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Infrastructure Technology:

Future’s Healthcare Delivery

If we cast a glance into the future of healthcare, it is apparent


that this growing field will rely even more on cutting-edge
technology. But
what will be the best way to deliver healthcare to patients
and how will providers deliver it?

Healthcare is an instantaneous, chaotic environment. Sick

or injured people need immediate attention. Doctors and nurses

sometimes feel that hospitals want them to do more with fewer

resources, that the tools they have to do their jobs are now

increasingly antiquated but that they just don’t have time to learn

yet another new computer system. On the other hand, patients view

hospitals as foreign, threatening, impersonal, controlling,

undignified, invading, painful, confusing, isolating and lonely.

Clearly, healthcare delivery does not appear to be working well for

either the providers or the patients.


LOOKING INTO THE CRYSTAL BALL

Although world population growth rate has dropped

dramatically over the past 30 years, the total population has

continued to increase. In the past year alone, the population grew

by more than 77 million people. With these continually growing and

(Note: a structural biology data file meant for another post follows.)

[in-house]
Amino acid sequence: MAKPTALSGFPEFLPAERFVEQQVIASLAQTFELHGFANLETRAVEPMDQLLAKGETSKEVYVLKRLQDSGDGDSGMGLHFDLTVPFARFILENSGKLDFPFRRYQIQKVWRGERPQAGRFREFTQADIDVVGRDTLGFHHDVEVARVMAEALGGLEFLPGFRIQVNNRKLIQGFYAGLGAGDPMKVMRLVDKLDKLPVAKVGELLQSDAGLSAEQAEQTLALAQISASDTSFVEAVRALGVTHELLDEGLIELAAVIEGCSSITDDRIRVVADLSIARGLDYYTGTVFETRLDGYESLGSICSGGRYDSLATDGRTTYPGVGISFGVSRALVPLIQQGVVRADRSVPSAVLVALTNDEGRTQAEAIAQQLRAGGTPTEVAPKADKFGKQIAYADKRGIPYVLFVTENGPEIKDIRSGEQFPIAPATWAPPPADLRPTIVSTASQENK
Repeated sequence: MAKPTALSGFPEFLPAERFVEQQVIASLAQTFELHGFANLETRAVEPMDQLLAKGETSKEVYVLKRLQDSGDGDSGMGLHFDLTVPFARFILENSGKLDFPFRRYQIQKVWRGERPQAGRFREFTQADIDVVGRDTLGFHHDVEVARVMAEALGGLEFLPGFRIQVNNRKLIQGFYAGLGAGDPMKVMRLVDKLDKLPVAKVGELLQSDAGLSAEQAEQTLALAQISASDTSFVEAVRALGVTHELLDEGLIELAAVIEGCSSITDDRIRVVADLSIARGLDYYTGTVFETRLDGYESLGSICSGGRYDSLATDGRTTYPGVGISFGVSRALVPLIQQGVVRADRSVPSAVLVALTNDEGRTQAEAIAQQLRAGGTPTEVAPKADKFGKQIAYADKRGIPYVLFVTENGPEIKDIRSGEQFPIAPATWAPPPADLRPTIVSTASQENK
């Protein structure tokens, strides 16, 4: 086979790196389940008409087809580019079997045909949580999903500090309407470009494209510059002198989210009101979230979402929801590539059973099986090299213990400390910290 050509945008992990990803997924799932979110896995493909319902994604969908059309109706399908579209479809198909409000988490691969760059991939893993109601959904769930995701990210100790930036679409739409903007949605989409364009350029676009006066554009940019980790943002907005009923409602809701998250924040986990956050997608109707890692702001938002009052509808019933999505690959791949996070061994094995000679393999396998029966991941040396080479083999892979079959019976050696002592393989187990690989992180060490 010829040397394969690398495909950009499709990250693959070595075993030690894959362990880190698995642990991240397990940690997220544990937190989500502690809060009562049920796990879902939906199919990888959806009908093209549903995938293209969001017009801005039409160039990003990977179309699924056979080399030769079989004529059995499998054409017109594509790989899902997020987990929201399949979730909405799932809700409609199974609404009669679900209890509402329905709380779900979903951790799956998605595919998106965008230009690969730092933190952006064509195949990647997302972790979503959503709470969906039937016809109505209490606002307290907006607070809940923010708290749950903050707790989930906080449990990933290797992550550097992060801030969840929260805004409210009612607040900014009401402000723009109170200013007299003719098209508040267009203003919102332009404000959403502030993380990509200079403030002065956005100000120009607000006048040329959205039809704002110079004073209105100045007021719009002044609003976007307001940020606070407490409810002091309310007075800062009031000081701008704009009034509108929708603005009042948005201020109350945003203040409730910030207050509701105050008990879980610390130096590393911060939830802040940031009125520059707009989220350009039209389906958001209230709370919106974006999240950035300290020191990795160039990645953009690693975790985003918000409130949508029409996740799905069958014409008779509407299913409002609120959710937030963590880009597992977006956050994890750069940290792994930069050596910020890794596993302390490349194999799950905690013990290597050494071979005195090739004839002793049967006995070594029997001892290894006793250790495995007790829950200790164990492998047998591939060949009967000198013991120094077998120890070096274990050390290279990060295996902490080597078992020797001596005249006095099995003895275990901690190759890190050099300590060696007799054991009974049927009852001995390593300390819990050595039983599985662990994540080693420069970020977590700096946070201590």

ageing populations, the question of how to deliver healthcare in a

better way will continue to be a challenge. In many countries around

the world, healthcare is becoming much more individual/patient-

directed with the emphasis being placed on prevention and well

being education. We will see the evolution of more free-standing

health assessment centers. Education centers and centers for

wellness and fitness.

Networking technologies including global telemedicine will

prevail as will the use of smart card technologies for ultimate

patient identification and information. Virtual services and

interactive television and computers will assist in diagnosis and

treatment. Then there are the new and evolving ‘telehealth’ (for long

distance communication and medical procedures) and ‘e-medicine’

(for such functions as instant diagnosis and medical chat rooms).

DOING MORE WITH LESS

Ideally technology should help an organization control costs,


increase customer satisfaction and provide timely and meaningful

information that will assist in gaining the competitive edge. As

patient needs, medical knowledge and diagnostic equipment become

more sophisticated so must the technology systems that form the

framework for the healthcare industry. But how will all of this

technology happen? What will it cost? How can we retrofit our

hospitals? And how can we get these systems in place and people

trained in time to take care of the growing patient load?

THE WAY WE WERE

The ultimate goal for every healthcare organization is to create

a seamless delivery system. However. Many of these organizations'

facilities are notoriously fragmented. The introduction of faster and

better diagnostic equipment, as well as computer Systems to support

departments, has usually come in fits and starts meaning that